What can the Irish food industry learn from car manufacturing?
COMMENT: In 2010 Bord Bia commissioned Harvard University to conduct a high-level assessment of the Irish food and drink industry. One of the items highlighted in this assessment was the potential for Irish food companies to pursue “co-opetition” opportunities.
Coined by the Harvard Business School, the word co-opetition is used to describe co-operation among competing companies that decide to work together in specific areas. One of the best know examples of such co-opetition is a joint venture car making plant in the Czech Republic owned by car making Giant’s Peugeot-Citroen,France and Toyota, Japan.
These two competitive companies have build a shared production platform on which they build their own individual cars. With about 2,400 employees this plant builds about 1,000 cars per day and generates over €2bn annually within the local economy. Production is fairy evenly split across three models the Peugeot 107, Citroen C1 and the Toyota Aygo. Beyond the factory gate, the individual models are sold and marketed separately by the individual companies.
Faced with growing market pressures both domestically and internationally, perhaps there is an opportunity for Irish agri-food companies and organisations to adopt a similar approach.
Examples of possible co-opetition initiatives that might work in Ireland;
Liquid Milk Processing – With over a dozen liquid milk companies in Ireland, is there a need for each co-op to be burdened with the cost of running their own processing plant? Could these co-ops concentrate their processing capabilities in a small number of key assets yet retain their individual brands and marketing capabilities? Pooling processing capability whilst retaining their identity could help add value to the 500 million litres of liquid milk processed annually in the Republic of Ireland.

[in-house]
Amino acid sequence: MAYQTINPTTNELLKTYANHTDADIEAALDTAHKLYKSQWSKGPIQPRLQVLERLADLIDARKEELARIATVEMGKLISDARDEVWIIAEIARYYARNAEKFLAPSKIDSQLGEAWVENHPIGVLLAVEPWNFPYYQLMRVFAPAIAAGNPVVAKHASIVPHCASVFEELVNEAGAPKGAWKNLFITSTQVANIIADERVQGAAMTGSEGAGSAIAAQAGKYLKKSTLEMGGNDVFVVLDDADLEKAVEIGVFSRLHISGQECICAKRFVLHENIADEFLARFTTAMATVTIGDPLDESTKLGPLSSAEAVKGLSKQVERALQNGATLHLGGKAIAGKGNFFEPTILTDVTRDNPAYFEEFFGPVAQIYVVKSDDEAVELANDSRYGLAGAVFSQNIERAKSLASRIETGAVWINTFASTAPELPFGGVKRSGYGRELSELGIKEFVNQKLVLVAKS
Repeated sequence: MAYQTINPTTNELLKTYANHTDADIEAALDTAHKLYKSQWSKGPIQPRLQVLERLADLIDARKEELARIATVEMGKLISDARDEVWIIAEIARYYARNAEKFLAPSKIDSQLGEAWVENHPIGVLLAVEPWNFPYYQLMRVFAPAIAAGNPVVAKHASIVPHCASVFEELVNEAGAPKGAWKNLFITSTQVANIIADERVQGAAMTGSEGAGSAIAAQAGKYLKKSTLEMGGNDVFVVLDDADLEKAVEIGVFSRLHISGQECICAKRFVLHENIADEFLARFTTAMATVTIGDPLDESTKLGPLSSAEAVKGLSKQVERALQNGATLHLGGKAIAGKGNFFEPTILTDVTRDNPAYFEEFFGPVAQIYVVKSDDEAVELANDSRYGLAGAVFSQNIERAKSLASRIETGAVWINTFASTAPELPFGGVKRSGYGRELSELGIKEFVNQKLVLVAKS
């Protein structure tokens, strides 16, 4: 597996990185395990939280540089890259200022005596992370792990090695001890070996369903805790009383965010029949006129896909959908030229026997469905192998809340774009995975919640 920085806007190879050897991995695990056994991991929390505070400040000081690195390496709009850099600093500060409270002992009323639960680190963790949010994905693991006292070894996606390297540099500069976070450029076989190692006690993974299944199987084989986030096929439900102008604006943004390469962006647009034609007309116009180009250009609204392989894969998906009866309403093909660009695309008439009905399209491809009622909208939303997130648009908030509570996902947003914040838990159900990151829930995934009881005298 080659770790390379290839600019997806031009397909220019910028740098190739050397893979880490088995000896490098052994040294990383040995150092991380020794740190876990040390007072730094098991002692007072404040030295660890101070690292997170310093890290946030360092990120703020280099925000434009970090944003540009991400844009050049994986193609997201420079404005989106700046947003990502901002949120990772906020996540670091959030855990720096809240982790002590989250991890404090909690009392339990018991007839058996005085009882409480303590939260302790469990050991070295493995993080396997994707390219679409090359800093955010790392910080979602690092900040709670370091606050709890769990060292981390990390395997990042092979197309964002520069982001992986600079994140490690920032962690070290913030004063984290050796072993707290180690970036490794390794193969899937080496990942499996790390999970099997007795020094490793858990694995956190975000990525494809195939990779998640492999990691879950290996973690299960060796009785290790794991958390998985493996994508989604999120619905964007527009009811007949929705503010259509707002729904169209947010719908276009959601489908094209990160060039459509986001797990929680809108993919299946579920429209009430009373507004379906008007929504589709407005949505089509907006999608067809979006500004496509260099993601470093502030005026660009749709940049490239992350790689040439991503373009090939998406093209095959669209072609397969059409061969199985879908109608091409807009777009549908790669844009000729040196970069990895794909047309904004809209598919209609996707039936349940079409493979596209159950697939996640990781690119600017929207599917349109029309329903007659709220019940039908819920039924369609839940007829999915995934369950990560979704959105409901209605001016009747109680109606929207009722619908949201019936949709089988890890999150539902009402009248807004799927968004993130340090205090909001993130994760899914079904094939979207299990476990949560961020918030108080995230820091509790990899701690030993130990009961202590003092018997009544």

To put processing scale in perspective, the Müller-Wiseman Dairies liquid milk plant in the UK opened in 2007 has a processing capacity of 500 million litres per annum. The enormous scale of this plant is now about to be surpassed as Arla Foods, UK as they will open a billion litre per annum plant in Aylesbury this month.
Butter Manufacturing – The Irish Dairy Board markets Kerrygold, Ireland’s only truly global food brand. Kerrygold commands a top three position in 50 markets, is the No 1 butter brand in Germany and the top imported butter brand in the US. Why then do have eight Irish butter plants producing 145,000 of butter per annum?
Arla Foods produces a similar amount of butter in just two large plants in the UK and Denmark. Added to this, a 2011 study by Enterprise Ireland of dairy processing energy costs in Ireland highlighted that energy efficiency was eight times better in the best performing butter plant compared with the least energy efficient. Could more value be given back to farmers if Irish co-ops were to pool their cream into larger strategic butter plants?
Breed Societies – Could Breed Societies work together on strategic initiatives? For example could the Irish Hereford and Aberdeen Angus Societies work together to promote the meat attributes of British Beef Breeds to the consumer?
North – South Initiatives – Another obvious area of opportunity is for competing companies and organisations north and south of the border in Ireland to work together on key cost saving synergies and initiatives.